The increase in operating expenses, which include operation and maintenance expense, bad debt expense, depreciation and amortization expense and taxes, other than income, was primarily due to pipeline maintenance and related activities and increased depreciation expense associated with increased capital investments.
Net income for the year ended September 30, 2016 includes a $5.0 million income tax benefit for equity awards that vested during the current year as a result of adopting the new stock-based accounting guidance, as described in Note 2 to our consolidated financial statements.
Fiscal year ended September 30, 2015 compared with fiscal year ended September 30, 2014
Net income for our regulated distribution segment increased 19 percent, primarily due to a $61.1 million increase in gross profit, partially offset by a $25.5 million increase in operating expenses. The year-over-year increase in gross profit primarily reflects:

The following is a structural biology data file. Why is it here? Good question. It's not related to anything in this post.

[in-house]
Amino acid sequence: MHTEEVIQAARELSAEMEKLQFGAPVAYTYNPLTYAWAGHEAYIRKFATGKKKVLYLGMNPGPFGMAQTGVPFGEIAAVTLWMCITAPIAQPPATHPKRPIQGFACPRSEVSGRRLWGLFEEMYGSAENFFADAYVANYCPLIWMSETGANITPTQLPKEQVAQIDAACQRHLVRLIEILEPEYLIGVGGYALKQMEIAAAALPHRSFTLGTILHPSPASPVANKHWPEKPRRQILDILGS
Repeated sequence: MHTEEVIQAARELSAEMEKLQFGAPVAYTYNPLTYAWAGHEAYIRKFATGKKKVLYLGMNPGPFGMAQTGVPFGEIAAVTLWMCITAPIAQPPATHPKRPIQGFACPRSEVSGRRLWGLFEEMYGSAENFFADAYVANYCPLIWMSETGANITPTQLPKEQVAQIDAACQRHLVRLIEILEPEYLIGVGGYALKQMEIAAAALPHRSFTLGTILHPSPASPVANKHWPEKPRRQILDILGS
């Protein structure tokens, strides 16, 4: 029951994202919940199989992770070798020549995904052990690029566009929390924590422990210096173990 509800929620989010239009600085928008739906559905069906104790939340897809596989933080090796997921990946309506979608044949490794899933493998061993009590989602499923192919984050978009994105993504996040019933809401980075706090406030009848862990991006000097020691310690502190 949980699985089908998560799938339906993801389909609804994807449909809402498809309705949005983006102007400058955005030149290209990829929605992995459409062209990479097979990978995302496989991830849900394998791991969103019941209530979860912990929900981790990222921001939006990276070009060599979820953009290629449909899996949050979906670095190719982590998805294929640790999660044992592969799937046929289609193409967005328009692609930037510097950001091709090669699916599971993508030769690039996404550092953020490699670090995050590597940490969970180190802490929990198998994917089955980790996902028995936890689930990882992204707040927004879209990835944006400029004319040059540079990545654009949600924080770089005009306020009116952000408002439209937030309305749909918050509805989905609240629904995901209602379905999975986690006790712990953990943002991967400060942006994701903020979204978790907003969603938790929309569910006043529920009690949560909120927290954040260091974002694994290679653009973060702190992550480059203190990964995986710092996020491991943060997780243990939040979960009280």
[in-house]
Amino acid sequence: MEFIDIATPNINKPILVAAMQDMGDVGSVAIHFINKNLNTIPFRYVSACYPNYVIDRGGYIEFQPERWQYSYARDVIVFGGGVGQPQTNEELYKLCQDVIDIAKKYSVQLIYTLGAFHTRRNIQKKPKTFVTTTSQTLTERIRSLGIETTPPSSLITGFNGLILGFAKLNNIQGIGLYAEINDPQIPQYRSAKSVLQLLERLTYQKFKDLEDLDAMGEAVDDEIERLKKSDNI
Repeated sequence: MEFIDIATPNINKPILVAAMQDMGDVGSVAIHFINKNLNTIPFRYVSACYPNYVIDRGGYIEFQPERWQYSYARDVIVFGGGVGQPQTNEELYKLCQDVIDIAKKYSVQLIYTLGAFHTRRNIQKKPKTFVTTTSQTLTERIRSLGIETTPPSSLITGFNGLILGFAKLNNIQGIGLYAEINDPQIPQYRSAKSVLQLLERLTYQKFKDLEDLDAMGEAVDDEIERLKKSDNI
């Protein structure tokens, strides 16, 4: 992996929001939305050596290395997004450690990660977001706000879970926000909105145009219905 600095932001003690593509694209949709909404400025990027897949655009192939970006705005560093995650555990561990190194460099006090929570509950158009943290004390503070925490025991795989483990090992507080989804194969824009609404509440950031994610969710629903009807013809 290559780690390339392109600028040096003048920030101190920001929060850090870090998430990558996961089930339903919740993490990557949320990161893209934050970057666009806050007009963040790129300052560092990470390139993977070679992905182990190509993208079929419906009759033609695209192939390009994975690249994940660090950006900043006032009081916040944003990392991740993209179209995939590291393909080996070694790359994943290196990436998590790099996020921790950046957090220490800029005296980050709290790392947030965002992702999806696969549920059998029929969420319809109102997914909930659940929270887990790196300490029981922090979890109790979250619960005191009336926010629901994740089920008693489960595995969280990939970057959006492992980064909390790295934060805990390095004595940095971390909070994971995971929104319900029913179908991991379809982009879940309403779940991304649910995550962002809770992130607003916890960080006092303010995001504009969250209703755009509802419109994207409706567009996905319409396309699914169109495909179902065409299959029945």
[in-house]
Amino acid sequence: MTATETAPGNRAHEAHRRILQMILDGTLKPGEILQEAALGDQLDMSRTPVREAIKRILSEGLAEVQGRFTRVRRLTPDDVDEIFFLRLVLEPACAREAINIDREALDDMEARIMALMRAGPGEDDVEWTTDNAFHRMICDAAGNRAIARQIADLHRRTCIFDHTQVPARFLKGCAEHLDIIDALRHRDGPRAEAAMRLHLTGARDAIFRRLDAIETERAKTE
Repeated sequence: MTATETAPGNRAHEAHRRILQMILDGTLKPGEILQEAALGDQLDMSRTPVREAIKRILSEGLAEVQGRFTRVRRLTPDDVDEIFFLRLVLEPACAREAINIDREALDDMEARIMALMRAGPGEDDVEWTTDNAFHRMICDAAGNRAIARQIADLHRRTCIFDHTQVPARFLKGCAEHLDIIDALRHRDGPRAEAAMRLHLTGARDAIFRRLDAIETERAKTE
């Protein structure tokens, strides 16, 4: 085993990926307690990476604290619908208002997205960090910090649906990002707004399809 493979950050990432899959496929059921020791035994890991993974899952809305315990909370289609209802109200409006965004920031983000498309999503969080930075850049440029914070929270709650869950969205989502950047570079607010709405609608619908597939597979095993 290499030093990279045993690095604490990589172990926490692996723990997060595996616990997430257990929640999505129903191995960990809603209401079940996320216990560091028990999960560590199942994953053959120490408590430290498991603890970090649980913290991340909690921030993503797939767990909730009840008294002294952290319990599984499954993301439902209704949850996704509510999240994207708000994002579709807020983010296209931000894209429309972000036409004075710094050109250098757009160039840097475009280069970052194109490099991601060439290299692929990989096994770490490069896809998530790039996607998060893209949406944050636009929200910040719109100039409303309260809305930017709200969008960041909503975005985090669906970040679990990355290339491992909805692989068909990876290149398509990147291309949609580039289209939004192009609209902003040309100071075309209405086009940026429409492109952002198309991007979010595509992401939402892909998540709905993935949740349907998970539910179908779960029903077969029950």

The increase in operating expenses, which include operation and maintenance expense, bad debt expense, depreciation and amortization expense and taxes, other than income, was primarily due to increased depreciation expense associated with increased capital investments and increased ad valorem and franchise taxes.
Interest charges decreased by $10.8 million, primarily due to replacing our $500 million unsecured 4.95% senior notes with $500 million of 4.125% 30-year unsecured senior notes on October 15, 2014.
The following table shows our operating income by regulated distribution division, in order of total rate base, for the fiscal years ended September 30, 2016, 2015 and 2014. The presentation of our regulated distribution operating income is included for financial reporting purposes and may not be appropriate for ratemaking purposes.